Mark and Mary invited me on a tour of the Mill City Museum.
Minneapolis was once the flour-milling capital of the world.
It is a veneration of our 'ancient past'...somewhat like the ruins of the Forum of Rome. Or more likely, a monument to our love for all things freshly baked and slathered in butter.
Loading was an 'entry level' job at the mill, one that required little training and provided few comforts.
Filled barrels weighed 196 pounds and the A Mill cranked out more and more barrels each year--from 1500 a day in 1882 to 5000 in 1890 and 10,000 a day in 1900.
The A Mill shut down in 1965.
This is a millstone.
Millstones work in pairs to grind wheat into flour. Put wheat between two stones, rotate them and grind away. For centuries before the technological advances of the 1880s millstones were the heavy hitters of the flour business. In the end though, millstones could not compete with rollers, which ground the wheat faster and required less maintenance.
This picture is for my sister, Jo.
For those of us who baked, this museum is all nostalgia.
The two flour companies merged in 2001.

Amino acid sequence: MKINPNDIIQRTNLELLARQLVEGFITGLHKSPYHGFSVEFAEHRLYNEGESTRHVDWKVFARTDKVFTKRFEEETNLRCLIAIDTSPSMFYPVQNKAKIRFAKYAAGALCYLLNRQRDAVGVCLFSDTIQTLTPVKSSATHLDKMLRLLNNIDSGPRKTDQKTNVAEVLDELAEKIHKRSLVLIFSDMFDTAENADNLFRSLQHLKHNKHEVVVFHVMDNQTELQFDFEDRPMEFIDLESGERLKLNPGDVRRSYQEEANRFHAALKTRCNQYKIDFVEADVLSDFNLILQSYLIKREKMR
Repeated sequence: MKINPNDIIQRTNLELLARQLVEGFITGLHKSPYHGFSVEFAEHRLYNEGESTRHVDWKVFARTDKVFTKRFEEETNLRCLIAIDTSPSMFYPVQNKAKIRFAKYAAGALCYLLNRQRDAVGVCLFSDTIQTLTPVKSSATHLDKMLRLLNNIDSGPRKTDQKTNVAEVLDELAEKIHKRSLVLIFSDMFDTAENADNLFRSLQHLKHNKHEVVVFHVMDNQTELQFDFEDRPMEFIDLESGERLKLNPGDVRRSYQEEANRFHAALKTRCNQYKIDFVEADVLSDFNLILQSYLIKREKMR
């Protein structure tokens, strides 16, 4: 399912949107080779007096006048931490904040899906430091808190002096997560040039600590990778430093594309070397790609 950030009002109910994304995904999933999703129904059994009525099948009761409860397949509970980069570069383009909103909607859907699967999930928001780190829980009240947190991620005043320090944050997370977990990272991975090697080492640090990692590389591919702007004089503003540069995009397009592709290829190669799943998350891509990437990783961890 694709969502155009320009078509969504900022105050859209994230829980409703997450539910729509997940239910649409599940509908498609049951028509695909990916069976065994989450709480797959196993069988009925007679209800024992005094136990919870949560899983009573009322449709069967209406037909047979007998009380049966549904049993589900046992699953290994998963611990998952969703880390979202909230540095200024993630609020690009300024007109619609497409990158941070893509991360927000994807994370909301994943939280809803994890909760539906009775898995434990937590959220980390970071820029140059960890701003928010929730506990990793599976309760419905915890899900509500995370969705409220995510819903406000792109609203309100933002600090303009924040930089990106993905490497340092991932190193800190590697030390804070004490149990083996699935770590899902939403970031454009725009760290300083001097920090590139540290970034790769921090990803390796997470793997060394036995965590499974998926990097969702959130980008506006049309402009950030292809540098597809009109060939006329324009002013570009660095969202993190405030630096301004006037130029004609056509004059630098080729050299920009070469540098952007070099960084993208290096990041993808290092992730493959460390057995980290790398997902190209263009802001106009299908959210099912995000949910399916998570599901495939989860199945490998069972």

And for those of us who ate the products--memories are made of Bisquick....
...I think I have discovered the reason for our obesity problem!
"I baked 17 loaves of bread today, not to mention 21 pies, and puddings, cakes, and doughnuts."
Mary Dodge Woodward
Lunch on a wheat farm during harvest.
"The average price paid to hands is $18 a month and board. In harvest they would get $2.25 a day."
Harper's New Monthly Magazine
The actual Betty Crocker test kitchen...
In 1945 a survey was done by Fortune magazine. First lady Eleanor Roosevelt was ranked the best known woman in America. Second was an entirely fictitious character created 24 years earlier, Betty Crocker.
A coupon program was started in 1931 and lasted until 1961, and provided us with a set of Queen Bess silverware that my family used for years.
Part of the museum includes this elevator ride. The visitors were herded into this over-sized elevator cage fitted with chairs and the huge doors closed.
When the doors reopened we were looking at a scene from the early days of the mill.
There were eight floors each with a new presentation and a narrator explaining the history and methods of milling.
The technical parts of the museum were not my favorite but these old guys--all native to the region and mostly wheat growers--were utterly fascinated by the machinery.
At the top of the museum we had a panoramic view of the city...
And another view of that waterfall that is no more.
"Not a trace of it now." That's how John Bacich, author of "The Twilight Years of Minneapolis", described the Gateway District in Minneapolis barely 25 years after the largest downtown urban renewal project of its kind wiped out the city's historic core.
No more dirty flour dust in the air, no wine-soaked derelicts on the streets, no more flophouse hotels and greasy-spoon diners. Now it is the 'in-place' for lunch to be followed by a lovely stroll along the river. (I understand they bake their own bread at the restaurant where we ate.)